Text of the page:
Low OG on Caribu Slobber Extract Kit

First time brewing - had a blast yesterday with my caribou slobber extract kit. When I took the OG after the wort was cooled, it read 1.032. According to the documentation, the OG should be around 1.05 or so. I used a 2.5 gallon boil, when I cooled it and added it to the primary fermenter, I had about 2 gallons. I added 3 gallons to get the final volume up to 5 gallons. I shook the primary fermenter to “aerate” it then took the OG. When I got the OG of 1.032, I did think to check the hygrometer and it reads 1.000 with the tap water I used for the boil. I’m assuming that the reason for the low OG may be inadequate mixing of the malted sugars. Because I added 3 gallons of water, the sugars may be concentrated at the bottom. My question is this - if the sugars are indeed concentrated at the bottom of the primary fermenter, and the yeast is at the top, will this result in an incomplete conversion of sugars to alcohol? If so, can this be corrected in the secondary fermenting vessel?

Also - another nebe kind of question - I’m using a Big Mouth Bubbler primary fermenting vessel. I’m about 16 hrs into the primary fermenting and have abouut 2 inches of Krausen. When I put the arilock on yesterday, I put the red cap on the top of the airlock - does this prevent the release of CO2? Should the red cap be left off?

When you use all the LME and DME in a kit, and the volume is correct in the fermentor the OG will be as stated in the recipe with NB kits. You are right about the sugars not being thoroughly mixed. It will not make a difference in the fermentation. Even though ale yeasts are called top fermentors the entire volume of the fermentor will be full of yeast after active fermentation begins. The beer will turn a light creamy color due to the spread of the yeast cells.

The lid you have for the BMB probably is not making a good seal. The CO2 is escaping around the lid rather than going through the airlock. Not sure but there may be replacement lids available for the style of BMB you have. I’m sure someone will have definite information on the fix. The leak at the rim will have no effect on the fermentation.

The red cap should have small holes in it to allow the CO2 to escape. The purpose of the cap is to keep fruit flies and other such pests from swimming through the airlock and infecting the beer.

You said you shook to mix it up right before you checked OG, I’m a new Brewer, but I use a hydrometer at work daily… And the biggest mistake we have is aerated fluid. This will cause the reading to be low until it all surfaces. Just a thought.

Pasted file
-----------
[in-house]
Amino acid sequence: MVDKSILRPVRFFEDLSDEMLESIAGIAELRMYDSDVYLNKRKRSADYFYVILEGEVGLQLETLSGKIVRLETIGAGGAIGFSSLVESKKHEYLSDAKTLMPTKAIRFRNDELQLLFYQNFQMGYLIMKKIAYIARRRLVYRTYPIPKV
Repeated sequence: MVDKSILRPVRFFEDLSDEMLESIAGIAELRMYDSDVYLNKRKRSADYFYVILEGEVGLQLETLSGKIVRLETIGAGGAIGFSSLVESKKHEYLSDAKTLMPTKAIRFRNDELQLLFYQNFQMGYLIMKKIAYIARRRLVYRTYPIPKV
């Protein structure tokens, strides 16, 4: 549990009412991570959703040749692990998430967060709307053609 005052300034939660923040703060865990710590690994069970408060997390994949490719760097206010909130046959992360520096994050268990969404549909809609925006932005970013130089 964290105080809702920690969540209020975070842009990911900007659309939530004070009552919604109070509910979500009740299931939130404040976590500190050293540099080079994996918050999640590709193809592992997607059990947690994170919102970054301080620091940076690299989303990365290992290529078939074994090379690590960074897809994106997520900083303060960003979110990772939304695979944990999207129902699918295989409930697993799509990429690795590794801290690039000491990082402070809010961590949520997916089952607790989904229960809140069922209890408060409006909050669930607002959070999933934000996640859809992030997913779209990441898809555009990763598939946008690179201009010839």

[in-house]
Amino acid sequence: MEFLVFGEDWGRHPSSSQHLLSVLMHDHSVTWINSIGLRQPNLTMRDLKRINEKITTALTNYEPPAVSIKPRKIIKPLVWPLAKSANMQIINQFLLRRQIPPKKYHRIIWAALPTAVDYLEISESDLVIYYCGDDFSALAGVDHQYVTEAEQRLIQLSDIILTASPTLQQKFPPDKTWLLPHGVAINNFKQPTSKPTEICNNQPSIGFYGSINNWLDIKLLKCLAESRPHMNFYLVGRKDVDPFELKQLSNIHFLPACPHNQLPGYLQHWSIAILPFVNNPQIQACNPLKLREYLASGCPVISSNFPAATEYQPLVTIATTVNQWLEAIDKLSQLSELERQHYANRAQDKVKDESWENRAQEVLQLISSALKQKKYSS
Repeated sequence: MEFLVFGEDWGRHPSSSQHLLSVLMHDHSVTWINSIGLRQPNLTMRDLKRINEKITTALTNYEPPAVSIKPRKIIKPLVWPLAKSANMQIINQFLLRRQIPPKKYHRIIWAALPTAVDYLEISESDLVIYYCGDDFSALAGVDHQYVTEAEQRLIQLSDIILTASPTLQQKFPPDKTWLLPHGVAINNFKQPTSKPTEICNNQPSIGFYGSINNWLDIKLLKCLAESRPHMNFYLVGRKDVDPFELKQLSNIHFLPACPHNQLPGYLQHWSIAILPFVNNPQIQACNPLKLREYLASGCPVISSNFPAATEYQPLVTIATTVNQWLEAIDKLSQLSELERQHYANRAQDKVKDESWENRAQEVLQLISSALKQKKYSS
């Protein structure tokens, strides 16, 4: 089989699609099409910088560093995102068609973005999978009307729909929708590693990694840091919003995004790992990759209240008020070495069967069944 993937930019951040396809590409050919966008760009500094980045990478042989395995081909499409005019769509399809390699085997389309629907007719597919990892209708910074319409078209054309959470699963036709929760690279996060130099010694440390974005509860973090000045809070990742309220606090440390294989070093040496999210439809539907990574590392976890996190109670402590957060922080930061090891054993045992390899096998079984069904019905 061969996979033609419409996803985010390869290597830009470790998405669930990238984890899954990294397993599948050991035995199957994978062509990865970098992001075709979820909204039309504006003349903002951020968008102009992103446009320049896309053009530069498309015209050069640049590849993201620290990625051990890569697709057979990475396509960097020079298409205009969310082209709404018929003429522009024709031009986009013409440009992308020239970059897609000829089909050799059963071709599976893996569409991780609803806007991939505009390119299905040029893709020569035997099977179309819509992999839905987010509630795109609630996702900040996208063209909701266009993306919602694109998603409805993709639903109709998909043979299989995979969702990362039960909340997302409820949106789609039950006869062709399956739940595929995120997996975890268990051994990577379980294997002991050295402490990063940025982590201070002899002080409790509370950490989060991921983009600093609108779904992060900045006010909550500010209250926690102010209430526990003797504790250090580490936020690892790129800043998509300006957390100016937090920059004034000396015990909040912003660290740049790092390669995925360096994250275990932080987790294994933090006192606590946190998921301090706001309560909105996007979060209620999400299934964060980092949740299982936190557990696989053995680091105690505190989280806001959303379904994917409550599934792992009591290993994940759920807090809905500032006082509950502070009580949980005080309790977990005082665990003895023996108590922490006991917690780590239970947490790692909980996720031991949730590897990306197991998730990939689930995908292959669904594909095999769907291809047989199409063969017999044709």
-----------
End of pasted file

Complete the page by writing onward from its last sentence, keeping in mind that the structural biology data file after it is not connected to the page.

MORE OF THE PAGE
I wouldn’t worry much about the low reading. Since this is a tried and true recipe, if you followed the instructions then the gravity should be close to what it says.

It’s easy to get incorrect readings if the extract is not mixed in enough. A few other reasons. Don’t use the plastic tube the hydrometer came in. Get a hydrometer flask. They are cheap enough and the hydrometer won’t stick to the side. Spin it around in the flask to get all the air bubbles out. Try to take the reading with the wort at 60°. The hydrometer should have come with a conversion chart for different temps though.

Good work checking the hydrometer with tap water. The exact test is distilled water at 60° but your tap water is close enough.

Keep the red cap on the bubbler, it does let the CO2 escape. I fill mine with cheap vodka even though it isn’t really necessary. Most of my little red caps seemed to have disappeared so I just use a piece of aluminum foil.

EDIT: One more thing. The yeast will find the sugar on the bottom but there is no reason you couldn’t have swirled the fermenter around slowly to mix it up and the yeast is probably bottom fermenting anyway.

try a full 6 gallon boil and use oxygen before you do add the yeast
me did find out in the beginning i did add water to get five gallons and took a reading the grav indeed to low .but now with a full boil no more issues on a low grav reading

1 Like